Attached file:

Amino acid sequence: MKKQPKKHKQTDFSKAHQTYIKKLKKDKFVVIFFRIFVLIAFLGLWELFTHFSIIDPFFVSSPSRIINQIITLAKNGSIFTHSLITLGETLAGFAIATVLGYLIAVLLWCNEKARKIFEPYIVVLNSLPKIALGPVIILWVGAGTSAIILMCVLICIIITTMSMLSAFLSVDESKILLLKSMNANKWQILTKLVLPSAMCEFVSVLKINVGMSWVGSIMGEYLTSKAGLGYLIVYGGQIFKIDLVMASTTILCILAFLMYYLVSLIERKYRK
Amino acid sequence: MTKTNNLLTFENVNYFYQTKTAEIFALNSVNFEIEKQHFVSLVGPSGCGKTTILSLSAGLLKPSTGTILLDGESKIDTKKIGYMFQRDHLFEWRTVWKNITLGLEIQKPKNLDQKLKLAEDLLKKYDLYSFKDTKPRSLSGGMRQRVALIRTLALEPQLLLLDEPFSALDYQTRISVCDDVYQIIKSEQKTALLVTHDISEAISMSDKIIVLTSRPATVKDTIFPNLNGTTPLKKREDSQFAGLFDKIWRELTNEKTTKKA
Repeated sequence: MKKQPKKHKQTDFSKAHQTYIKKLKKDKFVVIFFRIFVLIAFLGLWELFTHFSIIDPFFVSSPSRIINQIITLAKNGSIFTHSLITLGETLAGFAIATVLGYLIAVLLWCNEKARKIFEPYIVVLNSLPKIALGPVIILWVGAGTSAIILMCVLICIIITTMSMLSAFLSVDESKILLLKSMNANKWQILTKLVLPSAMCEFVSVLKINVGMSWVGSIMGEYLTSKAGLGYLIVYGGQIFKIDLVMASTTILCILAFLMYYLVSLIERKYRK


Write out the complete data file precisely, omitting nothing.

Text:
Amino acid sequence: MKKQPKKHKQTDFSKAHQTYIKKLKKDKFVVIFFRIFVLIAFLGLWELFTHFSIIDPFFVSSPSRIINQIITLAKNGSIFTHSLITLGETLAGFAIATVLGYLIAVLLWCNEKARKIFEPYIVVLNSLPKIALGPVIILWVGAGTSAIILMCVLICIIITTMSMLSAFLSVDESKILLLKSMNANKWQILTKLVLPSAMCEFVSVLKINVGMSWVGSIMGEYLTSKAGLGYLIVYGGQIFKIDLVMASTTILCILAFLMYYLVSLIERKYRK
Amino acid sequence: MTKTNNLLTFENVNYFYQTKTAEIFALNSVNFEIEKQHFVSLVGPSGCGKTTILSLSAGLLKPSTGTILLDGESKIDTKKIGYMFQRDHLFEWRTVWKNITLGLEIQKPKNLDQKLKLAEDLLKKYDLYSFKDTKPRSLSGGMRQRVALIRTLALEPQLLLLDEPFSALDYQTRISVCDDVYQIIKSEQKTALLVTHDISEAISMSDKIIVLTSRPATVKDTIFPNLNGTTPLKKREDSQFAGLFDKIWRELTNEKTTKKA
Repeated sequence: MKKQPKKHKQTDFSKAHQTYIKKLKKDKFVVIFFRIFVLIAFLGLWELFTHFSIIDPFFVSSPSRIINQIITLAKNGSIFTHSLITLGETLAGFAIATVLGYLIAVLLWCNEKARKIFEPYIVVLNSLPKIALGPVIILWVGAGTSAIILMCVLICIIITTMSMLSAFLSVDESKILLLKSMNANKWQILTKLVLPSAMCEFVSVLKINVGMSWVGSIMGEYLTSKAGLGYLIVYGGQIFKIDLVMASTTILCILAFLMYYLVSLIERKYRK